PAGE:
The imperial cult in ancient Rome was the worship of the Roman Emperor as a god. This practice became a very prominent element of religion in the Roman Empire during the Principate. The cult soon spread over the whole extent of the Empire. It was only abandoned in the Dominate, after the emperor Constantine I started supporting Christianity.

From Julius Caesar to Hadrian:
Julius Csar allowed a statue of himself with the inscription, Deo Invicto (Latin "to the unconquered god") in 44 BC. In the same year, Csar declared himself dictator for life. Julius Csar's nephew and adopted son, Augustus Csar caused a temple to be built in Rome to Divus Julius, the "divine", or "deified" Julius. As the (adopted) son of the deified Julius, Augustus was already titled divi filius - son of a god. Between 29 and 19 BC Virgil, befriended to Augustus, wrote the Aeneid.

In other words: through the poetry of his friend, as through other channels, Augustus sanctions the cult of his adopted father - and so also prepares his own. Note that in these 1st century BC mythological developments, that tied the gens Julia to Iulus, Julius Caesar was portrayed as descending from several gods, amongst which were Venus and Jupiter. Tacitus describes (Ann. IV, 37-38 and 55-56) that Augustus and Tiberius had each allowed a single temple to be erected in their honor during their respective lifetimes: such a temple would, however, not only contain a statue of the ruling emperor, that could be venerated in a god-like fashion, but the temples were also dedicated to the Roman people (the "City of Rome" in Augustus' case; the "senate" in Tiberius' case). Both temples were situated in the Asian part of the Roman empire: Augustus' temple was situated in Pergamon; Pressed from several sides, Tiberius would not allow any other temple or statue in his honor, than a single one in Asia, following his predecessor's example. Tiberius declared before the senate he'd rather be remembered for his acts than by stone, but consented in 26 that the senate chose Zmyrna out of eleven candidate-cities for erecting "his" temple. The several temples and statues dedicated to Caligula (on his own instigation) were all destroyed immediately after this emperor's death. Claudius appears to have allowed a single temple in his honor, following Augustus' and Tiberius' example again, this time in Britain, after his successful conquest there. Generally Roman emperors avoided claiming the status of a deity in their own lives, even if some critiques insisted they should, and not doing so would be considered a sign of weakness. Other Romans would ridicule the notion that a Roman emperor was to be considered a living god, or would even make fun of the deification of an emperor after his death: Seneca the Younger's only known satirical writing, the Apocolocyntosis divi Claudii, shows bitter sarcasm regarding Claudius' foreseeable deification, which, according to Tacitus, however was already effectuated at the Emperor's funeral in 54 (Ann. XII, 69). Most often, deceased emperors were the subject of worship during this period at least, the ones who did not become so unpopular with their subjects that the populace considered their assassination a relief. Most emperors benefited from a speedy deification of their predecessor: if that predecessor was a close relative (even if only by adoption), that meant that the new emperor could count on a "near to deified" status of being a divi filius, without needing to be too presumptuous regarding his own godhead status. A famous deathbed remark, allegedly by Vespasian, claims that his last words were puto deus fio "I think I'm turning into a god." For females of the Imperial dynasties, acquiring the title of Augusta, only exceptionally granted, was generally regarded as the essential stepstone to the status of divinity.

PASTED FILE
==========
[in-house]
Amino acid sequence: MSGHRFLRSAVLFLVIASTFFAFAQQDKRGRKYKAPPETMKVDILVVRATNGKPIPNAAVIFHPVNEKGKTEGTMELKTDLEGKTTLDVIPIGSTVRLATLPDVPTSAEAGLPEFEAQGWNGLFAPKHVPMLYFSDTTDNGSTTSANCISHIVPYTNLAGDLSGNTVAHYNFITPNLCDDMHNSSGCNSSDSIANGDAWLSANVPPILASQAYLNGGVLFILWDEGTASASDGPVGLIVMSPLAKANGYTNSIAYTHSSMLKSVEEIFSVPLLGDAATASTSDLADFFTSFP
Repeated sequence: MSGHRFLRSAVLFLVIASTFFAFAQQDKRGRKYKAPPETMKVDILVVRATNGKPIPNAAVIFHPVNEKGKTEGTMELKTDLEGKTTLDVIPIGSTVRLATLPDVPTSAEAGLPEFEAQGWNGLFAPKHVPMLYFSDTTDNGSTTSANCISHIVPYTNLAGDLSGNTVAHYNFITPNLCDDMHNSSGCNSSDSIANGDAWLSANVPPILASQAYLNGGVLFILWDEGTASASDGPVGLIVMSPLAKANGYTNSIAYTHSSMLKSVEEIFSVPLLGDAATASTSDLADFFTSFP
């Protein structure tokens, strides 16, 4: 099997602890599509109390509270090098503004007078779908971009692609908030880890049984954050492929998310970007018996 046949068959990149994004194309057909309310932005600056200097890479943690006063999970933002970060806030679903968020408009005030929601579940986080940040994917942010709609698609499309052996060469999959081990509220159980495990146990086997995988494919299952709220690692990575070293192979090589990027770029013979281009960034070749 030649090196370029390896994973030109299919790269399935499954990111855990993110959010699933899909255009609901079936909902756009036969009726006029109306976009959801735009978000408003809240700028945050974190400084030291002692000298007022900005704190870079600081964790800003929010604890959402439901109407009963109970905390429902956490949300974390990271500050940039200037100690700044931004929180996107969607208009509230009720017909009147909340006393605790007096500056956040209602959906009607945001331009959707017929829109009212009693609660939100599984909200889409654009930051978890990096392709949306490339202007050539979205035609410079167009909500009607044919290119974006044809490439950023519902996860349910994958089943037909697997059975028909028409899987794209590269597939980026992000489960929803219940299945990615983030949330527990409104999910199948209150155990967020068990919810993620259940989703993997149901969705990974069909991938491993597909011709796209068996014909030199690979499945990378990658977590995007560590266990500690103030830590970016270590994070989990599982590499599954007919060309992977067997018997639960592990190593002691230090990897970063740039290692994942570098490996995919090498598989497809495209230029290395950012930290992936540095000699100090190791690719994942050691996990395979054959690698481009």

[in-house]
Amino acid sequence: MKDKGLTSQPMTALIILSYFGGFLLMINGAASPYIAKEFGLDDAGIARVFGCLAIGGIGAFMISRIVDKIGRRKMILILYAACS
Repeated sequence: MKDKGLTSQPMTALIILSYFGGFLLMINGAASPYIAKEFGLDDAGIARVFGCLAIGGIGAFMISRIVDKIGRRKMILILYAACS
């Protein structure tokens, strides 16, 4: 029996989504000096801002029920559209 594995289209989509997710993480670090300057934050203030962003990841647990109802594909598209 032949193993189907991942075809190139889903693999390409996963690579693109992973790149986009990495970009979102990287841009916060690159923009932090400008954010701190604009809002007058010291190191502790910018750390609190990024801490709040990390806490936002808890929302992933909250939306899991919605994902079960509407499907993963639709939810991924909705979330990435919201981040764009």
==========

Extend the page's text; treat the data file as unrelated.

Civil religion until abolishment by Constantine:
After Hadrian, the power of the emperors had become so absolute and consolidated that the later emperors could claim divinity during their own lives. To the extent that participation in the imperial Religeon became a loyalty test, the imperial Religeon was a particularly aggressive sort of civil religion. Loyal citizens of the Empire were expected to make a periodic offering of incense to the genius, or tutelary spirit, of the Emperor, and upon doing so they received a certificate that they had in fact demonstrated their loyalty by sacrificing. Christians, of course, refused to worship the Emperor, considering the cult to be idolatry. The sacrifice was used as a law enforcement tool to ferret them out. The imperial Religeon was abandoned when Constantine I - who had adopted the christian religion - became Emperor. From then on high religious claims by Roman and Byzantine emperors, no longer stated in terms of godhead of the Emperors, but in terms of challenging the religious authority of the highest non-secular leaders of the Church, would be indicated as Caesaropapism.